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A look back at the Dennis Erickson era

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His short lived tenure as the 49ers head coach was a disaster.

Photo by Michael Zagaris/Getty Images

The San Francisco 49ers have had some extreme down periods over the last 20 years. It’s hard to believe that the Niners have only made the playoffs six times since 1999. The successful seasons under Jim Harbaugh, Steve Mariucci, and last year under current head coach Kyle Shanahan take the sting away from the dark years of the mid-2000s.

Looking back at the early part of the century, one of the worst hires the 49ers brass made was giving the keys to Dennis Erickson, who coached the team during the 2003 and 2004 seasons.

Erickson took over for the popular Steve Mariucci, who was let go by the 49ers because of off-the-field performance, according to John York. Mariucci’s San Francisco teams performed well on the field. He led the team to the playoffs four times in six seasons and finished with a record 57-39. Mariucci was popular among fans, so the decision to let him go was met with hostility.

Erickson won two national championships with the Miami Hurricanes in 1991, but he couldn’t translate that success to the pros. He got the job despite missing the playoffs in four-consecutive seasons as the coach of the Seattle Seahawks during his first NFL coaching stint.

After four seasons in college with Oregon State, Erickson was given the head coaching job with the Niners. This was despite the fact that the Beavers went 31-17 over those years, which is unimpressive for a coach in the college ranks.

With Pro-Bowlers Terrell Owens, Jeff Garcia, and Garrison Hearst on the roster when Erickson took over in 2003, the 49ers came out of the gates blazing, blowing out the Chicago Bears 49-7 in Week 1, but unfortunately, that was the only time the team was over .500 that entire season.

San Francisco lost its next three games, including a 27-24 overtime loss to the Rams in Week 2, and a 13-12 defeat by the Cleveland Browns in Week 3. Garcia got hurt during a Week 8 matchup against the Arizona Cardinals and missed the next three games, leading to backup Tim Rattay becoming the starter.

The Niners went 2-1 over their next three games with Rattay under center, leading to a deepening divide between Garcia and Owens, who had praised Rattay’s play. After beating the Pittsburgh Steelers 30-14 on Monday Night Football to get to 5-5 after Week 11, San Francisco was in a position to make a run for a playoff spot.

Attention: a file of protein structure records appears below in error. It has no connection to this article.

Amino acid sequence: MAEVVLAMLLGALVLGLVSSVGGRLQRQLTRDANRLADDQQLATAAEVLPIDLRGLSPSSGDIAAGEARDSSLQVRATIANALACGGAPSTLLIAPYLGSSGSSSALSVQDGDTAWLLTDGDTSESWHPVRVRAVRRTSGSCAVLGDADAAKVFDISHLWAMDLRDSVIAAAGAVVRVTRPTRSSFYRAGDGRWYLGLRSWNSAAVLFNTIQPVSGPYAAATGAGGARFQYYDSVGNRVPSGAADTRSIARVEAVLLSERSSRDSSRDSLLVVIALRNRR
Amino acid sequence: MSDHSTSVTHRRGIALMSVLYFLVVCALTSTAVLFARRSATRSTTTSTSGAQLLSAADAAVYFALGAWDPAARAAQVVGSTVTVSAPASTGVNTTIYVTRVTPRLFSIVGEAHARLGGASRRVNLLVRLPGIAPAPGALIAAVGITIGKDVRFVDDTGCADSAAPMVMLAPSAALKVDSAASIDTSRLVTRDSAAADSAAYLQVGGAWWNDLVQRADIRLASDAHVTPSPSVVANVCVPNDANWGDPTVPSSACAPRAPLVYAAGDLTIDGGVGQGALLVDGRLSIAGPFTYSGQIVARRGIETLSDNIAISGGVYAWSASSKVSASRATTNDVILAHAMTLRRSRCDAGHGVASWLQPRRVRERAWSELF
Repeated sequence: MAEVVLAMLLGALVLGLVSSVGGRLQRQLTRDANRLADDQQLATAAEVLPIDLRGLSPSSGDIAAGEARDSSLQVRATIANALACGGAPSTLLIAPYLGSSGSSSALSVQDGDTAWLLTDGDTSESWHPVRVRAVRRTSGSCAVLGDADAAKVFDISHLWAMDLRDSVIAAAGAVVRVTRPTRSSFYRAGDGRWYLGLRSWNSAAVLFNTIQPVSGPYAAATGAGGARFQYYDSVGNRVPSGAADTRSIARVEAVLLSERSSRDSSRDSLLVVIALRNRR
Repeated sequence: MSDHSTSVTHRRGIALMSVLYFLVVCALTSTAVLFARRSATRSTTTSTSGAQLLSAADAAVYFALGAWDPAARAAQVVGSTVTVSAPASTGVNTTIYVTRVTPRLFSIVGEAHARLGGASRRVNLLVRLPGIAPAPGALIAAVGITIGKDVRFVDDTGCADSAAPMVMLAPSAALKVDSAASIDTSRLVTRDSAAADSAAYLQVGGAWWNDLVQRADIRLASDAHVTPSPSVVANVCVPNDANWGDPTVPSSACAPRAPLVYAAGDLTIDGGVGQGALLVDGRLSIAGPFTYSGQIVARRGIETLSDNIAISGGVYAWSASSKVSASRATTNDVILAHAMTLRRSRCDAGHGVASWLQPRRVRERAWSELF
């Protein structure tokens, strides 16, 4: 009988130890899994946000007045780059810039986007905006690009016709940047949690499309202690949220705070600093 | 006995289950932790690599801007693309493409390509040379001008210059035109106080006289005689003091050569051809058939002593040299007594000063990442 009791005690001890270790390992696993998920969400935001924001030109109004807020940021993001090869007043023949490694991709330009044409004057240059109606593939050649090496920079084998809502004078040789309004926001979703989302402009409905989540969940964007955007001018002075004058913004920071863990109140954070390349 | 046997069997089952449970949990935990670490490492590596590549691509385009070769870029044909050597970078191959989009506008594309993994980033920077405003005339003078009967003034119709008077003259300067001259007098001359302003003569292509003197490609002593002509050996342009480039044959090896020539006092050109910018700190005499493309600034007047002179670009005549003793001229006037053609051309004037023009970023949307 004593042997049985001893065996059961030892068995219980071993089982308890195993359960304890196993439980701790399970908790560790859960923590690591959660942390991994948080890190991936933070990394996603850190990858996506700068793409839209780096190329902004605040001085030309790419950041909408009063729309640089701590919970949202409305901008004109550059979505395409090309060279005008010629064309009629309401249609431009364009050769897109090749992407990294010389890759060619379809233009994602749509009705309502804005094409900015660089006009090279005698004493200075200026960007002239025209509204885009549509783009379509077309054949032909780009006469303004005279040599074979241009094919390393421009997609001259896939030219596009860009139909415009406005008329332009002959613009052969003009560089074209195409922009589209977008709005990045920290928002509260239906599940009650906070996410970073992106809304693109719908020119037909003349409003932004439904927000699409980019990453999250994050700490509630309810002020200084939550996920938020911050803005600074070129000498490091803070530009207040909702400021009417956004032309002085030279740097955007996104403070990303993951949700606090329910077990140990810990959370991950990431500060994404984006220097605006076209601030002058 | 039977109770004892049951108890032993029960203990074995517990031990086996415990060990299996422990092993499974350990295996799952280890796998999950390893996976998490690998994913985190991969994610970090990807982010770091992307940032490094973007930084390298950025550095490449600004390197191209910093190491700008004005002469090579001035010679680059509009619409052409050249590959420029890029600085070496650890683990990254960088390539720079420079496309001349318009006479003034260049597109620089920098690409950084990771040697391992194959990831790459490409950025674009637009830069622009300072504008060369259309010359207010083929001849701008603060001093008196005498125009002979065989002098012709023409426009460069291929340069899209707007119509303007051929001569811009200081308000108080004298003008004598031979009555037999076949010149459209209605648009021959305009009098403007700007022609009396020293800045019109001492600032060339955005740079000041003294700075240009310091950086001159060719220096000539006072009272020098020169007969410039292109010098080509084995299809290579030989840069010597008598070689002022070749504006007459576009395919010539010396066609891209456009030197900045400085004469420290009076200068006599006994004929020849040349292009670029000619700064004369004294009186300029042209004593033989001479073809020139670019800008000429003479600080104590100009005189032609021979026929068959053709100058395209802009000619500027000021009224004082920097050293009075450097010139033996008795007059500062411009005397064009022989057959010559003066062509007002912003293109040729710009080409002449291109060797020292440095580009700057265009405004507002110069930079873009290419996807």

But, It was downhill from there. Garcia returned just in time for a 44-6 beatdown by the Baltimore Ravens, dropping the 49ers to 5-7

The Niners finished 7-9 in Erickson’s first year, with five losses coming by three points or less. San Francisco finished 18th in total DVOA in 2003.

With Owens, Garcia, and Hearst gone for various reasons after the 2003 season, 2004 turned ugly for Erickson. Rattay was the starting quarterback, and a sign of things to come came in a Week 1 loss to the Atlanta Falcons. Rattay and Eric Johnson connected for a 16-yard touchdown with 40 seconds left to cut the Falcons lead to 21-19. Unfortunately, Rattay’s pass for the two-point convert went incomplete, sealing the win for Atlanta.

The highlight of the 2004 season came in Week 5 against the Cardinals. San Francisco trailed 28-12 late in the fourth quarter when Rattay put on his Superman cape. He hit Johnson for a six-yard score with 4:35 left on the clock, and ran in the two-point conversion, cutting the deficit to eight points.

Rattay then hit receiver Brandon Lloyd for a 23-yard score with 1:07 left, and then the pair connected on the game-tying two-point convert, tying it up at 28-28.

Kick Todd Peterson connected on a 32-yard field goal less than four minutes into overtime, giving the Niners their first win of the season.

San Francisco would lose its next seven games, before beating the Cardinals 31-28 in overtime for a second-time in Week 14. if Erickson could have played Arizona every week, he may been a Hall of Fame coach.

Those were the only two wins the 49ers would have all season, finishing 2-14. The Niners were dead last in total DVOA at -41.8%. To put things in perspective, the Rams were second-last in DVOA at -27.2

I don’t know why York and co. made the decision to hire Erickson, who was an uninspiring choice, to say the least. He went 9-23 over two years before being fired after the 2004 season.

What do you remember most from the Dennis Erickson era?